Wednesday, April 25, 2007
ABN Amro yesterday filed with the SEC the agreement with respect to Bank of America's $21 billion dollar purchase of ABN Amro's U.S. subsidiary, LaSalle Bank.
Per the terms of the agreement (and Bank of America counsel Wachtell's fine negotiating skills), the LaSalle Bank contract contains a "calendar" 14 day "go shop" clause which continues until 11:59 PM New York time on May 6th, 2007. Under that clause an alternative bidder has 14 days to execute a definitive sales agreement on superior terms for cash and not subject to a financing condition. This is followed by a 5 business day right for Bank of America to match the new bidder's superior proposal. There is a $200 million termination fee to be paid by ABN Amro if Bank of America does not match.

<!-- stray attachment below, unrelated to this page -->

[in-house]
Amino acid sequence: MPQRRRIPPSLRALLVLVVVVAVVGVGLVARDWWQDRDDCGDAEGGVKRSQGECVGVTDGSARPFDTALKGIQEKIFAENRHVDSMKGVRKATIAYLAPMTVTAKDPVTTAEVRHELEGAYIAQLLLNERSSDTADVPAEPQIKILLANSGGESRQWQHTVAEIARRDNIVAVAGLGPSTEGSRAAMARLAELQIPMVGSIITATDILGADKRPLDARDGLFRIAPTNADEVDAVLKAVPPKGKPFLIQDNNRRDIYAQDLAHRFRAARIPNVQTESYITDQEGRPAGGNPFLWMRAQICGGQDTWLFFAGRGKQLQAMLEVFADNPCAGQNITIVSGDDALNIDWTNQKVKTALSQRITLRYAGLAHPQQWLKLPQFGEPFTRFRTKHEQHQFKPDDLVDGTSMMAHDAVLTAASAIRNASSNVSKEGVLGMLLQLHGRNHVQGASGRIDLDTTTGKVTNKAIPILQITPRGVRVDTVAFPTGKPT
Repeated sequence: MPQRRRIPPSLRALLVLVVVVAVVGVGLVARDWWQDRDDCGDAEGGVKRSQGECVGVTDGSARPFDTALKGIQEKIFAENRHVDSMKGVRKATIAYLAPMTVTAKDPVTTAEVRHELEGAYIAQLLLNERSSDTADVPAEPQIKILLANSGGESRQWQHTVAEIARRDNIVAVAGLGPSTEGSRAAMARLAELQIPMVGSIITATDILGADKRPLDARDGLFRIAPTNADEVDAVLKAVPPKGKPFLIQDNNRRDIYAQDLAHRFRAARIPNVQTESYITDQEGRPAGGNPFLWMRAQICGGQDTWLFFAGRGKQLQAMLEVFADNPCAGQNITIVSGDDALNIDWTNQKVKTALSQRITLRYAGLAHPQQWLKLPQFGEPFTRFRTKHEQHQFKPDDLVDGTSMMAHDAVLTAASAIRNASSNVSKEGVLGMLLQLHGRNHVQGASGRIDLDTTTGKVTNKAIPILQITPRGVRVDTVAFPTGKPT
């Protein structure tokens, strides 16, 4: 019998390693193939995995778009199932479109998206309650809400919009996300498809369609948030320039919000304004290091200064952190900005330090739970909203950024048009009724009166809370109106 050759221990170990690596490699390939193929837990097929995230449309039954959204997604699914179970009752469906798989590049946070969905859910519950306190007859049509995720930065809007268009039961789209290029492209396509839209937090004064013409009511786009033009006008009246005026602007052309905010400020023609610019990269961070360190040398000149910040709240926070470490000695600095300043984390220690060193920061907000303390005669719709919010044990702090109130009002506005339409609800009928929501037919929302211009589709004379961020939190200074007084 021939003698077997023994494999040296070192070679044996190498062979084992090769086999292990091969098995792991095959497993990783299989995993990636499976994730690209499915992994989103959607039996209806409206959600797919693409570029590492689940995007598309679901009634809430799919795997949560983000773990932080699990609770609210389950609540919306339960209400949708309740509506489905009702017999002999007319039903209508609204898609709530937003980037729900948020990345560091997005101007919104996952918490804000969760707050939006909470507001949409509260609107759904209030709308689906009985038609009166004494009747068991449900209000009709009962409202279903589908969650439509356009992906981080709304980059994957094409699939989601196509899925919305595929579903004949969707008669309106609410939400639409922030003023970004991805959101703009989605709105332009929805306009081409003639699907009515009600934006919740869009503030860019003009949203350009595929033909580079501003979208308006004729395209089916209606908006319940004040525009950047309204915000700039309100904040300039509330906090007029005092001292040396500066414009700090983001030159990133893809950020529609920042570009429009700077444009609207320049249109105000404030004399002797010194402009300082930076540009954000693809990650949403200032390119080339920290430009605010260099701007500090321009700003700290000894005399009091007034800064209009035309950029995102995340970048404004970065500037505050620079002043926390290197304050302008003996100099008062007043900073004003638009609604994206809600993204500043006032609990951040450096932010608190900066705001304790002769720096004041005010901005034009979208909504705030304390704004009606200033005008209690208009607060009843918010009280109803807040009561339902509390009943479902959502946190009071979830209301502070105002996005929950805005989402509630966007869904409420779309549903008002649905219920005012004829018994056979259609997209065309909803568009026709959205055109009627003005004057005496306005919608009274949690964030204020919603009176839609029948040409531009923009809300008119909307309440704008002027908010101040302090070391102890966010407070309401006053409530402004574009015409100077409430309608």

This short time fuse almost certainly forestalls other bids for LaSalle Bank. And, as I speculated it would do on Monday, through an almost certain sale of LaSalle Bank ABN Amro has implemented a big roadblock to the $103.75 billion cash and RBS shares bid for ABN Amro announced today by the RBS consortium (Fortis, RBS and Santander). This competing bid is conditioned on ABN Amro having taken such steps as may be required to ensure that LaSalle Bank remains within the ABN Amro group. This is all just wrong. Nonetheless, under Netherlands law no ABN Amro shareholder vote here is required for the LaSalle Bank sale because it consitutes less than 30% of ABN Amro's assets, and Netherlands law does not otherwise prohibit a "crown-jewel" lock-up of this nature. For those who are wondering, it is questionable whether Delaware in a similar situation would permit these machinations.